UCLA's Institute for the Environment gaining ground

Environmental economics professor Matt Kahn teaches to a packed auditorium these days.
Environmental economics professor Matt Kahn teaches to a packed auditorium these days.
KPCC/Molly Peterson

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With a green jobs boom predicted, more than a hundred U.S. colleges started environmental programs last year. Schools in Southern California have long had environment as a strong suit, going back 40 years, just like Earth Day. UCLA's four-year-old Institute for the Environment is growing in a climate warming to its subject matter.

Doors slam as UCLA's Rolfe Hall auditorium fills up with coffee cups, laptops, and the sweatsuit clad students who carry them. They actually pay attention to environmental economics professor Matt Kahn as he begins to lecture.

"Oceans are public property; nobody owns the oceans," Kahn says, a little smirk on his face. "Suppose there's 200 nations on the planet. 199 of them go hippie. They go to Woodstock, they watch Dennis Hopper films."

Kahn spins out a hypothetical: suppose almost every country in the world signed a treaty to limit overfishing in the ocean. "Folks, let Matt Kahn be the one nation that doesn't sign the deal. What are my incentives now?," Kahn says. Some students chime in. "If everybody else is abiding by the international treaty don't I have an incentive to cheat? And the answer is yes."

Kahn's class is a draw for students majoring in environmental science. Kind of like UCLA's environmental science program itself. Less than 10 students declared the major when it began, now, four years later 230 students have signed up.

One is Sarah Diringer, a 4th year environmental sciences major with an emphasis on atmospheric and oceanic sciences and a minor in conservation biology. Coming from San Luis Obispo, Diringer almost didn't choose UCLA. Classes she planned to take, like biology, were offered through the Life Sciences major. It's huge and populated with future doctors.

"There weren't environment classes yet," Diringer said. "And you would sort of look around and see wow, I'm the only non premed in this room."

UCLA's environmental science students take a seminar together over several quarters; Diringer says faces got more familiar. Now she and her cohorts are working on what she calls a capstone project — a practical preview of real world work.

"There's a group doing ecolabeling, there's marine debris, I'm doing an individual project on carbon uptake by little phytoplankton. It's been an incredible experience to take what I've learned, and apply it to a project."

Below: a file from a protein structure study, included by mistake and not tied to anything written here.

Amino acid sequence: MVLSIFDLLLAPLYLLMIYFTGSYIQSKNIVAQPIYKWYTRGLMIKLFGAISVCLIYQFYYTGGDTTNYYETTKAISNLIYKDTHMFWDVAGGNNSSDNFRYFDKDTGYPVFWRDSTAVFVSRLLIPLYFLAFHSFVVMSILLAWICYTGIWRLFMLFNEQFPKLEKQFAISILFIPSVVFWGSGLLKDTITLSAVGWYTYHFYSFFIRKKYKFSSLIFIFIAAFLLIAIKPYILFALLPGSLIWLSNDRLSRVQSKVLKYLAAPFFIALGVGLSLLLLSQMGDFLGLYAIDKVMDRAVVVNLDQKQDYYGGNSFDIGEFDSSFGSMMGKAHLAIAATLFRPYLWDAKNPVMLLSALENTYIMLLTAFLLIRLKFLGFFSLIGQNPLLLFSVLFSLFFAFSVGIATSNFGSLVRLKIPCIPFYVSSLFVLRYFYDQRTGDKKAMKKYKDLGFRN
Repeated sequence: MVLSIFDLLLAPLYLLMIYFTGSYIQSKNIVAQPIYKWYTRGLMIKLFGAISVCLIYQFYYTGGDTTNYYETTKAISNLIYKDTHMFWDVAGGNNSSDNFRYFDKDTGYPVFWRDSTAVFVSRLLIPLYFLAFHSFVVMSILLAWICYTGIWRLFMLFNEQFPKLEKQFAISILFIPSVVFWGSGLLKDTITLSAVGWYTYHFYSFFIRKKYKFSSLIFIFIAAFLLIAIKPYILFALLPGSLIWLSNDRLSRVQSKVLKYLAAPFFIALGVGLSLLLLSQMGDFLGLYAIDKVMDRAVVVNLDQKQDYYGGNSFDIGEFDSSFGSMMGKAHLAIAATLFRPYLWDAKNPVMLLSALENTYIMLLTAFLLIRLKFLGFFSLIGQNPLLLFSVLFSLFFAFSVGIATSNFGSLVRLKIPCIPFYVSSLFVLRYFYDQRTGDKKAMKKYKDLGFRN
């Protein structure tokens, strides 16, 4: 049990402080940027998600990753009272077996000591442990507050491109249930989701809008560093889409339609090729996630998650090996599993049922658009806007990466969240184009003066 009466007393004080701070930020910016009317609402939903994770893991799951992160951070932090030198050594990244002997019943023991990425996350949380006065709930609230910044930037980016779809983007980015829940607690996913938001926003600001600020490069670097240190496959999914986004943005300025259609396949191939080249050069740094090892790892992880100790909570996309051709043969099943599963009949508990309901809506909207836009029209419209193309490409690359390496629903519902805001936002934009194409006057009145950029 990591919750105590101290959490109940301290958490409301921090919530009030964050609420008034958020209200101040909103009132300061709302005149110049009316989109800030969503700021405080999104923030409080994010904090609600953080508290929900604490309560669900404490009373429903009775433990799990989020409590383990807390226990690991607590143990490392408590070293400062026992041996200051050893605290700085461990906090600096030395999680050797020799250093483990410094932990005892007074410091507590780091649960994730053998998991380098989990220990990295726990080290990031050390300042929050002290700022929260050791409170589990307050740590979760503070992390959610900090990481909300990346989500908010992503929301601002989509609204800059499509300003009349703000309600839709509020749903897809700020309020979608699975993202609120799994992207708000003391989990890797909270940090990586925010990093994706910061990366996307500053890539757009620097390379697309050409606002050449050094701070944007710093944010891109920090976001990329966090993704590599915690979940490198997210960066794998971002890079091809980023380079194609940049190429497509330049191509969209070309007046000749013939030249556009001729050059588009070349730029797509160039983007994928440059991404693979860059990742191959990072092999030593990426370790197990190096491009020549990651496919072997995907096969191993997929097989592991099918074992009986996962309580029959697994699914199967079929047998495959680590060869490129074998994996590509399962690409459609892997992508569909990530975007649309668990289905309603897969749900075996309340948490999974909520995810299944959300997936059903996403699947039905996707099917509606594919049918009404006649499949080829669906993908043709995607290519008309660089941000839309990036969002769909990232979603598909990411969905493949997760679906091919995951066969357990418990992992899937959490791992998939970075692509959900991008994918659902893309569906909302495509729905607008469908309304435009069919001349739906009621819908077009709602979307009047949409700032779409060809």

As a geography professor Glen MacDonald helped UCLA develop the Institute of Environment. He says it's rigorous. After two years of basics, students pick an emphasis and a minor, and take science courses from seven other departments.

"I said to myself it'll be pretty small just because it's a pretty hard filter. And so it started out just a handful of students. Then it grew. Then it exploded!"

MacDonald, now director of the program, says he also misjudged the rapid growth of green job opportunity in L.A. and around the country. What hasn't grown is UC funding: instead, the institute for the environment seeks grants. Corporations lend their support. In return, UCLA lends students to research for them.

"I think it's a good thing because we are influencing the people who run those corporations. We are giving them information in some cases saying you know what you probably have to do better," MacDonald says.

That might not have flown 40 years ago, MacDonald says — he calls the tone of environmentalism then more adversarial. MacDonald says students now see environmental studies differently from kids he taught as a younger professor. "They'd say, 'A lot of us don't want to be 50 years old and living in a studio apartment wearing a green power T-shirt.' But they didn't see a lucrative financial future."

Students now can. And Sarah Diringer says environmentalism's changed too. "I am an environmentalist but I don't like the term because its also associated with the crazy hippies who go around and chain themselves to trees."

With her bachelor of science degree, Diringer says her future is flexible.

Earlier grads of UCLA's program have gone on to public health Ph.D.s; one woman directs policy at the L.A. Bike Coalition. Diringer says she and those students have made UCLA greener as their program has grown.

As environmentalism itself has gone mainstream, Sarah Diringer says people who care about it have to negotiate those wider waters gently. "If you're hardcore, you're not going to be able to convince people that little steps actually do something. They may not do a whole lot but maybe we need to start the ball rolling a little bit rather than just drop the ball off a cliff and see what happens."

Diringer drops off a little cliff of her own in June, when she and nearly 60 other environmental science majors graduate – about four times last year's number.

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